How I Learned to Stop Worrying and Love the Bomb

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It seems quite common to describe political advertising as though it is a form of warfare against voters.   According to the Dominion Post, for example, the government’s decision not to reintroduce spending limits on independent political expenditure means that voters are “set to be bombarded by record levels of advertising during the next election.”  The Public Service Association warns of lobby groups “bombarding voters with advertising.”

This language reflects reasonably widespread pessimism about the social value of political advertisements.  But Nobel laureate economist Gary Becker argues cogently that this attitude towards political advertising is misguided:

“Part of the hostility to campaign contributions reflects a general hostility to advertising found among intellectuals in all spheres, including many economists. This hostility greatly underestimates the importance of advertising in providing information, in helping new products or candidates to compete against the establishment, and in entertaining and providing other satisfactions to those affected, be they consumers or voters.”

Some research suggests that political advertisements play a role in improving voter awareness.  Less political advertising probably wouldn’t mean that most voters engage in detailed research of candidates’ positions.  More likely, a reduction in political advertising would probably just make other factors more significant, like name recognition and pre-existing partisan allegiances.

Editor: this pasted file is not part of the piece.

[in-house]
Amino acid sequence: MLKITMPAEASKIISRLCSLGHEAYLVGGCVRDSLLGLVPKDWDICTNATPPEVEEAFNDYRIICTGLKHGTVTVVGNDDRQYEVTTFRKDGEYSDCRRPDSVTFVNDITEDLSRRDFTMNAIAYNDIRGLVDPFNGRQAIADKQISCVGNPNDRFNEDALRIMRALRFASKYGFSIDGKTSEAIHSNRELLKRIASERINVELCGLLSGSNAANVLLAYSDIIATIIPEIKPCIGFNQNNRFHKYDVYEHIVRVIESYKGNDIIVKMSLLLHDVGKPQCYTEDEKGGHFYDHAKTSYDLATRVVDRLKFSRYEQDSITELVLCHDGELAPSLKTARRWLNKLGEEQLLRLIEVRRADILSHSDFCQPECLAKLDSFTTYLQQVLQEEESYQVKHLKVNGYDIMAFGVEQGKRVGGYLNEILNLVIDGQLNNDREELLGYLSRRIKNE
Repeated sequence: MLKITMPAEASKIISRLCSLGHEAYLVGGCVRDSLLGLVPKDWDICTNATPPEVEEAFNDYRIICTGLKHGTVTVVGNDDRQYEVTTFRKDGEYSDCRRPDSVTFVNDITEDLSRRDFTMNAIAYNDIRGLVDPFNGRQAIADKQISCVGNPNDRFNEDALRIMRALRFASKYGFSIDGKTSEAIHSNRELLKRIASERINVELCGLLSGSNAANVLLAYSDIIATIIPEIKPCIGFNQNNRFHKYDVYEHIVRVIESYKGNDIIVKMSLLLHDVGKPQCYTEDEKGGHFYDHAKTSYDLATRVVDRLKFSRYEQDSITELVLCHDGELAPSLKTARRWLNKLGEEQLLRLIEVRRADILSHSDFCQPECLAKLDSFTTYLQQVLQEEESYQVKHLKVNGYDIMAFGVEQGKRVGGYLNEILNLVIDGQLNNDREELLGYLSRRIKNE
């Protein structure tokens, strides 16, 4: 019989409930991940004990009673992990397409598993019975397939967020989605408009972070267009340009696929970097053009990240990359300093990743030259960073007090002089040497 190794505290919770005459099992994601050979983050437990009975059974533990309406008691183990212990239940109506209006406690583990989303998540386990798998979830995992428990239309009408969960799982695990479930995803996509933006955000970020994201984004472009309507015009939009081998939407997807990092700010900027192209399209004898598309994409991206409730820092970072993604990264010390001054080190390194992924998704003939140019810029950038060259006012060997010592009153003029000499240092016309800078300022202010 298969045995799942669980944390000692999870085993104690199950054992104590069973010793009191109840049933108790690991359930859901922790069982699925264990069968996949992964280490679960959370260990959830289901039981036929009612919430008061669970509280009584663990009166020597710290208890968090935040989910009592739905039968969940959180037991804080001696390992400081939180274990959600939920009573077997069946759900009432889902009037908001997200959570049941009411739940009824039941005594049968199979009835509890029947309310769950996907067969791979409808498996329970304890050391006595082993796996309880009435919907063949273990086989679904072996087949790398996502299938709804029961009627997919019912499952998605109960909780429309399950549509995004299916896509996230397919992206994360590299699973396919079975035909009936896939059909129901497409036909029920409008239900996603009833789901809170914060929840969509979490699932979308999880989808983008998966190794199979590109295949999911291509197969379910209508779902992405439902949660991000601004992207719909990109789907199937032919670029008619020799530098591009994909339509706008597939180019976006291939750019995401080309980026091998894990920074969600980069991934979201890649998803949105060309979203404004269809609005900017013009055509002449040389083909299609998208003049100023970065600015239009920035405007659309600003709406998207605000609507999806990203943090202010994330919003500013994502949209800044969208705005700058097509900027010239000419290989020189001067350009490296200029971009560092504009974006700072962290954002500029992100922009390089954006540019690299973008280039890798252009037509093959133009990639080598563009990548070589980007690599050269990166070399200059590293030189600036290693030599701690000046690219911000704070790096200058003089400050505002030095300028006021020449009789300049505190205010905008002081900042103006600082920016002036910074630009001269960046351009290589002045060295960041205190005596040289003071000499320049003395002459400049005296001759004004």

Negative advertising (or “attack ads”) can play a helpful role too.  Graeme Edgeler explains this pretty well in a post over at Kiwiblog:

“Most parties campaign in platitudes: Vote for a Brighter Future; Vote for Freedom; Vote for a Fair Share for all NZers, Vote for Me etc. I actually quite like being told what their real policies are. If the Greens are planning on introducing high carbon taxes, and National is planning on cutting the minimum wage then I want to know. And if they’re not going to tell me in their advertising, I’d quite like someone else to.”

Finally, if we care about political participation – one of the stated purposes of the Electoral Finance Act 2007 and one of the Ministry of Justice’s guiding principles in the current project – then it’s important to consider the unintended consequences of restricting political advertising for public participation in the political process.  As Judge Posner explains, “It is odd to think that the fewer political advertisements there are, the greater the amount of political participation will be.  That is like thinking that curtailing commercial advertising would result in more consumption.” (2006) Yale Law Journal 1699 at 1705.

So perhaps we should be a whole lot more relaxed about political advertising (even when it involves the Demon Sheep ).

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2 Responses to “How I Learned to Stop Worrying and Love the Bomb”

  1. stephenwhittington Says:

    That FCINO Ad is truly awesome.

  2. No, yes, no. Will parallel campaigners be allowed to publish positive advertisements? « Today's Dissent Says:

    […] Today's Dissent « How I Learned to Stop Worrying and Love the Bomb […]

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